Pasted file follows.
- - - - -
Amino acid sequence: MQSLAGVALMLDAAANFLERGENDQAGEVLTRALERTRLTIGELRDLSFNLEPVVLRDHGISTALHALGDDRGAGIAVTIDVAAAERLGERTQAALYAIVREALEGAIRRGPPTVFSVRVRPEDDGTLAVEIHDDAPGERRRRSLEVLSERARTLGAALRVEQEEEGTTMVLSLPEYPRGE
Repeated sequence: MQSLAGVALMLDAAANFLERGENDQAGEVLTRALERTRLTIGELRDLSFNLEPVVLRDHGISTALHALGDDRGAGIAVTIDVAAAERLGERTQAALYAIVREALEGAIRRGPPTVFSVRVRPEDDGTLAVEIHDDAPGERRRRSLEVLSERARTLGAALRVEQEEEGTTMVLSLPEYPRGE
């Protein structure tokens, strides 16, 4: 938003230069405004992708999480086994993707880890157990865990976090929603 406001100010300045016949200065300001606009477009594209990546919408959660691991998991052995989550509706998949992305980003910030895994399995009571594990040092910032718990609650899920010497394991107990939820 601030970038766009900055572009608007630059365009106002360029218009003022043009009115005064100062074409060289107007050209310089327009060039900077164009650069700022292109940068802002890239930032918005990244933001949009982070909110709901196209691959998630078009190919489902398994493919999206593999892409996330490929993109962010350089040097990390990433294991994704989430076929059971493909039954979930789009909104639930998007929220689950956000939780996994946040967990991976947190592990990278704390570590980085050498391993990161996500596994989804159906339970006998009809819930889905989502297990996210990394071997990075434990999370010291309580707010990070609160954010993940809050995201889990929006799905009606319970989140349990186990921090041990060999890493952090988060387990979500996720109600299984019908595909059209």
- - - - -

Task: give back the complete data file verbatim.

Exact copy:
Amino acid sequence: MQSLAGVALMLDAAANFLERGENDQAGEVLTRALERTRLTIGELRDLSFNLEPVVLRDHGISTALHALGDDRGAGIAVTIDVAAAERLGERTQAALYAIVREALEGAIRRGPPTVFSVRVRPEDDGTLAVEIHDDAPGERRRRSLEVLSERARTLGAALRVEQEEEGTTMVLSLPEYPRGE
Repeated sequence: MQSLAGVALMLDAAANFLERGENDQAGEVLTRALERTRLTIGELRDLSFNLEPVVLRDHGISTALHALGDDRGAGIAVTIDVAAAERLGERTQAALYAIVREALEGAIRRGPPTVFSVRVRPEDDGTLAVEIHDDAPGERRRRSLEVLSERARTLGAALRVEQEEEGTTMVLSLPEYPRGE
């Protein structure tokens, strides 16, 4: 938003230069405004992708999480086994993707880890157990865990976090929603 406001100010300045016949200065300001606009477009594209990546919408959660691991998991052995989550509706998949992305980003910030895994399995009571594990040092910032718990609650899920010497394991107990939820 601030970038766009900055572009608007630059365009106002360029218009003022043009009115005064100062074409060289107007050209310089327009060039900077164009650069700022292109940068802002890239930032918005990244933001949009982070909110709901196209691959998630078009190919489902398994493919999206593999892409996330490929993109962010350089040097990390990433294991994704989430076929059971493909039954979930789009909104639930998007929220689950956000939780996994946040967990991976947190592990990278704390570590980085050498391993990161996500596994989804159906339970006998009809819930889905989502297990996210990394071997990075434990999370010291309580707010990070609160954010993940809050995201889990929006799905009606319970989140349990186990921090041990060999890493952090988060387990979500996720109600299984019908595909059209």